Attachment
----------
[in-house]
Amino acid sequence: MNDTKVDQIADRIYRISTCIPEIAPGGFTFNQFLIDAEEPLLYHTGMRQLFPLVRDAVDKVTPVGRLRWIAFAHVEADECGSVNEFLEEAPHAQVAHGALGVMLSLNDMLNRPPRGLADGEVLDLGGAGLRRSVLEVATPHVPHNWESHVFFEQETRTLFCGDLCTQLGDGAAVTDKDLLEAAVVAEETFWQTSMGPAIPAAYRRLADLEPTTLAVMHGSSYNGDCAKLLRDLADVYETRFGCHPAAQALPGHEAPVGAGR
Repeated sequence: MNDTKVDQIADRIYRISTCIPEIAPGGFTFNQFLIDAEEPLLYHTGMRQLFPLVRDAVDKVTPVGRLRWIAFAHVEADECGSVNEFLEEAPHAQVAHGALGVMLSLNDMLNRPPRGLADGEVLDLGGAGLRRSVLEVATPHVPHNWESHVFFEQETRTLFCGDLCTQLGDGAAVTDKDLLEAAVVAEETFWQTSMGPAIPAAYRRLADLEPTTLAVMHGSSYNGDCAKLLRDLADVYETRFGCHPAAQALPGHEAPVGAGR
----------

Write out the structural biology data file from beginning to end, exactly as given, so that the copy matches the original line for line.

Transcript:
[in-house]
Amino acid sequence: MNDTKVDQIADRIYRISTCIPEIAPGGFTFNQFLIDAEEPLLYHTGMRQLFPLVRDAVDKVTPVGRLRWIAFAHVEADECGSVNEFLEEAPHAQVAHGALGVMLSLNDMLNRPPRGLADGEVLDLGGAGLRRSVLEVATPHVPHNWESHVFFEQETRTLFCGDLCTQLGDGAAVTDKDLLEAAVVAEETFWQTSMGPAIPAAYRRLADLEPTTLAVMHGSSYNGDCAKLLRDLADVYETRFGCHPAAQALPGHEAPVGAGR
Repeated sequence: MNDTKVDQIADRIYRISTCIPEIAPGGFTFNQFLIDAEEPLLYHTGMRQLFPLVRDAVDKVTPVGRLRWIAFAHVEADECGSVNEFLEEAPHAQVAHGALGVMLSLNDMLNRPPRGLADGEVLDLGGAGLRRSVLEVATPHVPHNWESHVFFEQETRTLFCGDLCTQLGDGAAVTDKDLLEAAVVAEETFWQTSMGPAIPAAYRRLADLEPTTLAVMHGSSYNGDCAKLLRDLADVYETRFGCHPAAQALPGHEAPVGAGR